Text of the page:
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Skin diseases get misdiagnosed in primary care: primary care physicians are performing vastly more skin biopsies than dermatologists are.

NEW YORK -- Many primary care physicians are evaluating skin disorders and often relying on general pathologists to help them make dermatologic diagnoses, which, according to Dr. Clay Cockerell, could be a recipe for disaster.

Nondermatologists referring skin samples to general pathologists for evaluation is like "the blind leading the blind" and often leads to misdiagnosis and poor patient care, Dr. Cockerell said at the American Academy of Dermatology's Academy 2007 meeting.

Dr. Cockerell, a dermatologist at the University of Texas Southwestern Medical Center, Dallas, said that only 35% of all skin biopsies come from dermatologists. On a day-to-day basis, dermatologists may do a lot more biopsies than their primary care counterparts, but in terms of sheer numbers, primary care physicians are doing vastly more. In addition, economic pressures may be pushing more primary care doctors to work up patients with skin diseases that, in the past, they would have referred to dermatologists.

There also is a shortage of dermatopathologists across the country. Dr. Cockerell said that the majority of young people entering the field are general pathologists looking to specialize; they are not coming from the ranks of dermatology, and consequently they lack training in clinical dermatology. "Fewer dermatologists are entering dermatopathology, and fewer dermatopathologists are reading skin biopsy slides," he said, a situation he sees as a growing gap in dermatologic expertise across the board.

The American Board of Dermatology (ABD) and the American Board of Pathology (ABP) have jointly certified 1,909 dermatopathologists (898 from the ABD and 1,011 from the ABP) since both boards first offered the certificate in 1974. Each year there are approximately 60 individuals, from both boards, certified in this subcertification, according to information provided by the ABD.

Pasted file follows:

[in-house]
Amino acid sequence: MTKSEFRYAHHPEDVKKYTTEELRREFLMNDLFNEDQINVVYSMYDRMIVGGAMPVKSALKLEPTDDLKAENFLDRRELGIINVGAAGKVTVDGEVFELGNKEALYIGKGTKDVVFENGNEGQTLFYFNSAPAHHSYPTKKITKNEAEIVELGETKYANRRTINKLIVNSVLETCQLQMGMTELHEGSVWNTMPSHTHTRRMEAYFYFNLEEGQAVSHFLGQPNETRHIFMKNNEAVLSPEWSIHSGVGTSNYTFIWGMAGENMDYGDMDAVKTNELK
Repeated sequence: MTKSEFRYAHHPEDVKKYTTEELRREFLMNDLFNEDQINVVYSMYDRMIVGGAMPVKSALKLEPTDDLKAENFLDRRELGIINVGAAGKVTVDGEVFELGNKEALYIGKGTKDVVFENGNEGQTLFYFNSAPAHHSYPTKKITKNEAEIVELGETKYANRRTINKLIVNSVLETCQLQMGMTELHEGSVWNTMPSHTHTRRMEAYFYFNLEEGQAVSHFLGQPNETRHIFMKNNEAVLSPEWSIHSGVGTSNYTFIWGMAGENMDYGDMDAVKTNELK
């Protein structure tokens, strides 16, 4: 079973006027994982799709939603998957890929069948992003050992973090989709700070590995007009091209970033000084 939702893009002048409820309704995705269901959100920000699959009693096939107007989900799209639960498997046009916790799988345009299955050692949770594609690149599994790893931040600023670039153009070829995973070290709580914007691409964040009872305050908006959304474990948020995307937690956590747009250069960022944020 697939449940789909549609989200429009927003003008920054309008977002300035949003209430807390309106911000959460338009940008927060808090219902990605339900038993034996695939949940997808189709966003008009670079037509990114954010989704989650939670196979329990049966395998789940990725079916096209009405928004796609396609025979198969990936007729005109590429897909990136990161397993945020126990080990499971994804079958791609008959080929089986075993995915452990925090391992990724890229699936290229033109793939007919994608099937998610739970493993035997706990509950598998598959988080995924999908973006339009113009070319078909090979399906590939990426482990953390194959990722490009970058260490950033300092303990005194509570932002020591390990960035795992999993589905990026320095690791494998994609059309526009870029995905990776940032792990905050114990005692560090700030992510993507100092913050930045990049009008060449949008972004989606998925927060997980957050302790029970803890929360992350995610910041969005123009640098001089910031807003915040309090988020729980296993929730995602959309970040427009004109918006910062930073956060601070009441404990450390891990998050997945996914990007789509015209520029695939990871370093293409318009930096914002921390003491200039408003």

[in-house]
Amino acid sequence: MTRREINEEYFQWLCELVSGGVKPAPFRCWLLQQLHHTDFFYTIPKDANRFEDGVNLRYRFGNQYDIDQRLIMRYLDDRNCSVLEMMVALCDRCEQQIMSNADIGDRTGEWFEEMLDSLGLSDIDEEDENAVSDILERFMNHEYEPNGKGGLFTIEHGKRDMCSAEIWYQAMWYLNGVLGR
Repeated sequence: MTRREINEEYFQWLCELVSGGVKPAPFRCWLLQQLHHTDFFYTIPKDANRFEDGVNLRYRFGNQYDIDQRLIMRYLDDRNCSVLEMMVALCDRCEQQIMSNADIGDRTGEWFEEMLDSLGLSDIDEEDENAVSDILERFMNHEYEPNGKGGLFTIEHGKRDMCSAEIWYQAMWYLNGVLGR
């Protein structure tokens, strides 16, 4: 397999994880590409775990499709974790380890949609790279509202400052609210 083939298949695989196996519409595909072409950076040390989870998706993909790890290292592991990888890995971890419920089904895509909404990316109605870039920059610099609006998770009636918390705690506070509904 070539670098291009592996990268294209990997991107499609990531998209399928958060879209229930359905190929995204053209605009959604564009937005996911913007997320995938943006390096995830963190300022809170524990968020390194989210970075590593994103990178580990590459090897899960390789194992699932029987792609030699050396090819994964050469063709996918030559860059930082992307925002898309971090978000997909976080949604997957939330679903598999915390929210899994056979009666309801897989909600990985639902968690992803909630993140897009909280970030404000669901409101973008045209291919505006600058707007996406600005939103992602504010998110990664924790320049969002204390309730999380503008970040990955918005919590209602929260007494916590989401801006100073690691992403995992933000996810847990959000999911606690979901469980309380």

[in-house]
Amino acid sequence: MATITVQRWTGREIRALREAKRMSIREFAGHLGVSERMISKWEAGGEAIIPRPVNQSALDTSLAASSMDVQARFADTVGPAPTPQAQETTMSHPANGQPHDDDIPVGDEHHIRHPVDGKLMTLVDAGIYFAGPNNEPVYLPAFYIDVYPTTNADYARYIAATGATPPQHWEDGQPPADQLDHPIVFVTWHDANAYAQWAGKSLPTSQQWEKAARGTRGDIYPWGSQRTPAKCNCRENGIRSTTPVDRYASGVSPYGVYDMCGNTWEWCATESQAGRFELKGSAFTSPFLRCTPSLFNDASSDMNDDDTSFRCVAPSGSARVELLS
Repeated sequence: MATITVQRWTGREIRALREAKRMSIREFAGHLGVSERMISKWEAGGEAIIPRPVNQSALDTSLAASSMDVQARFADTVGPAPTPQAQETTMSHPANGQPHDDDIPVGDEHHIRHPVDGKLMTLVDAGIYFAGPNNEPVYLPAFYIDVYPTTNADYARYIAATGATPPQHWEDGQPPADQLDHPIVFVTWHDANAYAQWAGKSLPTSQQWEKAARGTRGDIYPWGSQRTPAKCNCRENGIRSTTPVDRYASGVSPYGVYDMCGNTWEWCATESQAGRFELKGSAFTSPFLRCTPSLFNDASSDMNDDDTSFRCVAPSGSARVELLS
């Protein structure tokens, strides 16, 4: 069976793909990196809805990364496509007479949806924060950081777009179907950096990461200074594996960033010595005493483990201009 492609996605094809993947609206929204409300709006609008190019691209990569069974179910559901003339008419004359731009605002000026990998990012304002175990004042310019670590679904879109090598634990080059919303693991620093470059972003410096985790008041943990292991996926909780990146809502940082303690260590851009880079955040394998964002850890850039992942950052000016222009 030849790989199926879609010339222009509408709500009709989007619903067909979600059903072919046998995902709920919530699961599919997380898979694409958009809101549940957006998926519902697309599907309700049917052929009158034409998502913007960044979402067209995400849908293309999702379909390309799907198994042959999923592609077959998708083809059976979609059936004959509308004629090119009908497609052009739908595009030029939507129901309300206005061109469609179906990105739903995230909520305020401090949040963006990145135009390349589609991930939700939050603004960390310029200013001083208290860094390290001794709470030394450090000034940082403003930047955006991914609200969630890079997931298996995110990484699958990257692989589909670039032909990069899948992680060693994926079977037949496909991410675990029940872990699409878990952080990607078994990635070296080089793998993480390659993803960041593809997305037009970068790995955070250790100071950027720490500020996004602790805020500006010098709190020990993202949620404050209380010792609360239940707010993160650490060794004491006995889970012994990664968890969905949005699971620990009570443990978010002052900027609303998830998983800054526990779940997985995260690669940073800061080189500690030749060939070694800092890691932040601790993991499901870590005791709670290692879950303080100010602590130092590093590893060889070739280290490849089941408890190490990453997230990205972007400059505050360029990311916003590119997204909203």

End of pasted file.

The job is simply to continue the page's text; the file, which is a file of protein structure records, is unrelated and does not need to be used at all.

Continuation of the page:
"In dermatology, clinical correlation is essential, as many diseases give similar histologic reaction patterns. Some histologic diagnoses are incontrovertible, but others are not. The problem is that many general pathologists think that all histologic diagnoses are incontrovertible, and that what's on the slide is all that matters," he said.

One facet of dermatology that makes it different from many other specialties is that histologically, the same disorder can look very different, depending on the anatomic site involved. The skin on certain body parts, like the elbows, knees and breasts, or any acral skin, can look and behave quite differently from skin of the arms, legs, face, or trunk. Lesions in these sites often do not show the classic textbook histology for the given disease. This is the sort of specialized expertise that primary care physicians and general pathologists often lack.

He described two cases in which lack of dermatologic expertise on both sides of the slide led to an incorrect or delayed diagnosis.

The first case involved a 65-year-old woman who came to a family physician with a solitary skin lesion. The physician, thinking it might be a basal cell carcinoma, took a shave biopsy and submitted it to a general pathology lab. The pathologist noted epidermotropism, exocytosis with atypical lymphoid cells, and a "predominance of T cells," leading to a diagnosis of "probable mycosis fungoides."

The primary care physician informed the patient about this diagnosis, and she immediately hit the Internet to learn more. Not surprisingly, the information she found was extremely upsetting, and--wisely, as it turns out--she sought out a second opinion. Dr. Cockerell and his colleagues looked at the lesion, which was not at all suggestive of mycosis fungoides, and then reassessed the histology. Their conclusion: benign lichenoid keratosis.

The second case involved a 36-year-old woman who had gone to a local primary care doctor for evaluation of a chronic, unresolving rash. The general pathologist who evaluated the histology came to a diagnosis of cutaneous lymphoma, which prompted a referral to an oncologist.

The woman underwent two courses of chemotherapy, which did seem to resolve the rashes immediately post treatment. But they recurred shortly after each treatment, which struck the oncologist as atypical. The oncologist sought further intelligence at a skin tumor conference, and ultimately sent the patient to Dr. Cockerell for evaluation.

What he saw were erupted papules with necrotic areas. The histology showed a lot of atypical lymphoid cells, "but clinically, this did not really look like lymphoma. It turned out to he lymphomatoid papulosis." The patient was promptly treated with PUVA, leading to a complete remission.

"This is what's going on out there in the real world," he said. "Thank God she did not have any side effects from the chemotherapy that she did not need for a lymphoma she did not have."